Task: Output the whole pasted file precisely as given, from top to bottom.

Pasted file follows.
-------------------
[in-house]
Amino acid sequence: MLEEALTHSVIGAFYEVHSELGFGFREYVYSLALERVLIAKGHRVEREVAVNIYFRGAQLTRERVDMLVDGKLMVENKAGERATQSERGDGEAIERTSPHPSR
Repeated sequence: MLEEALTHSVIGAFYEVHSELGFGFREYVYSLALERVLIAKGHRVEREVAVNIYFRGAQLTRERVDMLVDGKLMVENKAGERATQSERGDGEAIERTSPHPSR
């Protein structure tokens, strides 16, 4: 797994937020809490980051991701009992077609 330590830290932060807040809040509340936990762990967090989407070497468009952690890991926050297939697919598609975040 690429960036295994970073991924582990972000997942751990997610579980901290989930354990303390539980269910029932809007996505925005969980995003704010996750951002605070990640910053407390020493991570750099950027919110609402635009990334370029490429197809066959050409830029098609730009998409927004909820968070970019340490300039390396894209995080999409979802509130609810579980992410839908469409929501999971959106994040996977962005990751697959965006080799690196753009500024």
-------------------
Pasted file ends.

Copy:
[in-house]
Amino acid sequence: MLEEALTHSVIGAFYEVHSELGFGFREYVYSLALERVLIAKGHRVEREVAVNIYFRGAQLTRERVDMLVDGKLMVENKAGERATQSERGDGEAIERTSPHPSR
Repeated sequence: MLEEALTHSVIGAFYEVHSELGFGFREYVYSLALERVLIAKGHRVEREVAVNIYFRGAQLTRERVDMLVDGKLMVENKAGERATQSERGDGEAIERTSPHPSR
């Protein structure tokens, strides 16, 4: 797994937020809490980051991701009992077609 330590830290932060807040809040509340936990762990967090989407070497468009952690890991926050297939697919598609975040 690429960036295994970073991924582990972000997942751990997610579980901290989930354990303390539980269910029932809007996505925005969980995003704010996750951002605070990640910053407390020493991570750099950027919110609402635009990334370029490429197809066959050409830029098609730009998409927004909820968070970019340490300039390396894209995080999409979802509130609810579980992410839908469409929501999971959106994040996977962005990751697959965006080799690196753009500024």